Trading on cryptocurrency exchanges has been banned as, more or less, has for-profit tutoring. Gaming is bad for children, so it must be strictly rationed. China needs larger families, so abortion must become rarer. Male role models should be manly and celebrities patriotic. Underpinning it all is Xi Jinping Thought, which is being drummed into the craniums of six-year-olds.

    The slogan of the moment is “common prosperity”, reflecting how Communist China remains as unequal as some capitalist countries. The top 20% of China’s households take home over 45% of the country’s disposable income; the top 1% own over 30% of household wealth.

  14. The pace of recent events suggests Mr Xi is in a hurry. He has clamped down not only on big business but also on the entertainment sector. Ideological education in schools has been reinforced: children as young as six are being taught about “Xi Jinping Thought”.

    And as often happens when congresses approach, ideology is becoming a bone of contention. Since the launch of the country’s “reform and opening” policy in 1978, a huge gap has emerged between the party’s professed socialism and China’s reality. The country is much richer, but it practises a Dickensian kind of capitalism that offers far less protection to the poor than many capitalist societies in the West provide. The disposable income of people in the top fifth of Chinese households is ten times higher than those in the bottom fifth, official figures show. Credit Suisse, a bank, reckons the top 1% own more than 30% of household wealth, about the same as in America.

    In the 1990s, when the party began encouraging private enterprise, it also allowed people a degree of personal freedom, at least outside politics. Hitherto suppressed forms of art and entertainment, from the avant-garde to punk rock, were given freer rein. Mr Xi, however, has been signalling that his “Chinese dream” is of a conservative society: Xi Jinping Thought is suffused with references to ancient Chinese philosophies stressing conformity.

  15. Xi Jinping’s talk of “common prosperity” spooks the prosperous

    The idea might be motivating everything from China’s crackdown on tech tycoons to a putative property tax

    “We must not allow the gap between rich and poor to get wider,” Mr Xi insisted in January. People in the top fifth of Chinese households enjoy a disposable income more than ten times as high as people in the bottom fifth, according to official figures. Disposable incomes in cities are two and a half times as high as in the countryside. And the top 1% own 30.6% of household wealth, according to Credit Suisse, a bank (compared with 31.4% in America).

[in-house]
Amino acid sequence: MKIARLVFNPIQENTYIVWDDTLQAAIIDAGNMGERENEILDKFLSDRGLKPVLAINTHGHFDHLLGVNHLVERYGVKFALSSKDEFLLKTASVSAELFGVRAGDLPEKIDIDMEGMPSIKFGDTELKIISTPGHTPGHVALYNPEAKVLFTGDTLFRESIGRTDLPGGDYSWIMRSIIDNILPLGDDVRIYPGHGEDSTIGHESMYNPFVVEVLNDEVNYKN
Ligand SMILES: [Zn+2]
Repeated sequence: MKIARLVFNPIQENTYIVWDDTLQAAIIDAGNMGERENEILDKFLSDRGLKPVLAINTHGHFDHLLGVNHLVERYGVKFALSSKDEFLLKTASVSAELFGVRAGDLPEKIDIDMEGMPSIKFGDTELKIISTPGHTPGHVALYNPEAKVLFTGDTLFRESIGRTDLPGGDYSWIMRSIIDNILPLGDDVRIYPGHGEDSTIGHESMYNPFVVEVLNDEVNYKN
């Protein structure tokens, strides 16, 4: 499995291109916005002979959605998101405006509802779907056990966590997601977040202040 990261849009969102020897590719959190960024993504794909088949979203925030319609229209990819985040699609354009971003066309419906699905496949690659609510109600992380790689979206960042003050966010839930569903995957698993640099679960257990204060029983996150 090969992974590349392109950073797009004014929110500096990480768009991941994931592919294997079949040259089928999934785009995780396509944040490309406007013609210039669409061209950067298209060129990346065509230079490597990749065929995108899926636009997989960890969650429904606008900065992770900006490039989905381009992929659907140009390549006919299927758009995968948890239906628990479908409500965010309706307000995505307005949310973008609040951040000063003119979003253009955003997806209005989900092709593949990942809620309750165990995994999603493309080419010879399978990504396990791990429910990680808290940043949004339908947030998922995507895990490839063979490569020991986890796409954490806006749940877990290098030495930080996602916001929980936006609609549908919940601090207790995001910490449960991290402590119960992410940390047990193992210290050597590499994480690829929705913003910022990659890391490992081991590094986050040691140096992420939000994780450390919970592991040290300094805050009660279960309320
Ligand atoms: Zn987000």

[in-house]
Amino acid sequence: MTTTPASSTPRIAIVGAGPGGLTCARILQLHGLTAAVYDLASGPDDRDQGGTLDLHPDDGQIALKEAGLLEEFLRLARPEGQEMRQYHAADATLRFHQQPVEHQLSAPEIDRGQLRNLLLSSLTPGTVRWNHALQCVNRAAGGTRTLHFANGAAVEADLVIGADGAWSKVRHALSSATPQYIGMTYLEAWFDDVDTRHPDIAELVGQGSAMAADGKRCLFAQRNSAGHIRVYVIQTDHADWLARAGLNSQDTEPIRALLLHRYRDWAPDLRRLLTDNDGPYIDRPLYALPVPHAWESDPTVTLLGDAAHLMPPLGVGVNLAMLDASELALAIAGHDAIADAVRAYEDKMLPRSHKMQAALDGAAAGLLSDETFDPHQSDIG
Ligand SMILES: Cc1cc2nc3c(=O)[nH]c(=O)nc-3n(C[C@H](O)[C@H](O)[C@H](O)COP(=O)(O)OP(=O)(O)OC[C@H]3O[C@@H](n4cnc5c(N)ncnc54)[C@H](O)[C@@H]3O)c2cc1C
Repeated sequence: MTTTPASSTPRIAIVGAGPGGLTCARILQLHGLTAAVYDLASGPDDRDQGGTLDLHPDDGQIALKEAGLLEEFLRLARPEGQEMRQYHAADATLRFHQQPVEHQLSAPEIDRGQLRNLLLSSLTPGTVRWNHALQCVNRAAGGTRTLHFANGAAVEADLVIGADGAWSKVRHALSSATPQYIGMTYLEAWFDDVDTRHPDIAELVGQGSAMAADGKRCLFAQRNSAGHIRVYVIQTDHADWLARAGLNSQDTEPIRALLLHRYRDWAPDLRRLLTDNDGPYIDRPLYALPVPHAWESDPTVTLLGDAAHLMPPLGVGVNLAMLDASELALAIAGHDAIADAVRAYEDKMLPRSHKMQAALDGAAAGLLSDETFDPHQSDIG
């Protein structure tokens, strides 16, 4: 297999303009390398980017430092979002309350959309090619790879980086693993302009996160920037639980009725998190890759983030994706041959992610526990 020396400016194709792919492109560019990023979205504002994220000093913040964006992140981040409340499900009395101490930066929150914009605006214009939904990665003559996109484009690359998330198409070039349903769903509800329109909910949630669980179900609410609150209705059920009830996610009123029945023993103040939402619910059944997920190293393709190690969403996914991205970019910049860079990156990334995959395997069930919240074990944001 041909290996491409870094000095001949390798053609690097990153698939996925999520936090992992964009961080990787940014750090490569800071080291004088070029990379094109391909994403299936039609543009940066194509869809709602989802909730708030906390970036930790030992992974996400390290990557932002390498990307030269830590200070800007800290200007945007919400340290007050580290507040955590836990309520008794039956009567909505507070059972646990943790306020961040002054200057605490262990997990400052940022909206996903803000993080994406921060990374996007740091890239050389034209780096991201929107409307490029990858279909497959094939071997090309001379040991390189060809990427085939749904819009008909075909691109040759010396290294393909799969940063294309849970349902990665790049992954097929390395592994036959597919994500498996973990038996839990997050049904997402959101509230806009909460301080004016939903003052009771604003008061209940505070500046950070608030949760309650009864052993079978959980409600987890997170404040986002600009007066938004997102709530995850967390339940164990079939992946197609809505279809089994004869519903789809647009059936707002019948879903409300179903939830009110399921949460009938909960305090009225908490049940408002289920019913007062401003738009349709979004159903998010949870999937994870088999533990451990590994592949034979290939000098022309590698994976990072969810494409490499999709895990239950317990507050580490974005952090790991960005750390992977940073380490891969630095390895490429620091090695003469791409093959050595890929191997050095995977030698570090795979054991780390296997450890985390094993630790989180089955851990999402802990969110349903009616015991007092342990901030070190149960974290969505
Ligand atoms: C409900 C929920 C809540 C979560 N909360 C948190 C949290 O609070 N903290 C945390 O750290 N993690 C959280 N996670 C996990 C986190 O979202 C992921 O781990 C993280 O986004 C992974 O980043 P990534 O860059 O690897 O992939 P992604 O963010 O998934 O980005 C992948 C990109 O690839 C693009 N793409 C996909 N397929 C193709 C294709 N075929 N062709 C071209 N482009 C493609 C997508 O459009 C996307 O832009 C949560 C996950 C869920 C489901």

16. Growing anti-media sentiment is driven by politics and economics. Until about a decade ago, journalists at swashbuckling news outlets talked openly of holding the powerful to account. Then the Communist Party struck back, hard, neutering liberal publications and purging newsrooms. To earn press cards today, journalists must take politics tests and attend 90 hours of training each year, stressing their primary mission of “public opinion guidance”. As an extra incentive to toe the party line, censors allow online nationalists to savage any journalism deemed unpatriotic. Nationalist zealots hounding “liberal media” do not realise that “what they are attacking is already dead,” says a veteran editor.

  17. A second explanation for China’s embrace of Russia is harder to see and hear, for it involves an indoctrination campaign within the Communist Party. This draws lessons from the “tragedy” of the Soviet Union’s disintegration. It takes its lead from Mr Xi, who casts the Soviet collapse as a crisis of lost communist faith. Several times during his first decade as leader, Mr Xi has condemned Soviet party leaders and officials for becoming a self-serving caste and for losing political control of the army. Above all, Mr Xi blames the Soviet collapse on “historical nihilism”, jargon for allowing ideological foes to dwell on dark episodes in history.

    A new, 101-minute Chinese documentary made for internal party use, “Historical Nihilism and the Soviet Collapse, Reflections on 30 years since the Disintegration of the Soviet Party and Nation”, takes up that charge. Though not widely publicised, the film has been studied since late last year. There are brief reports of screenings all around China, in central and provincial government bodies but also at universities and law courts, municipal party committees and at least one local forestry bureau: evidence of a campaign ordered from the top. The film has not been released in cinemas or on television, but may be found online.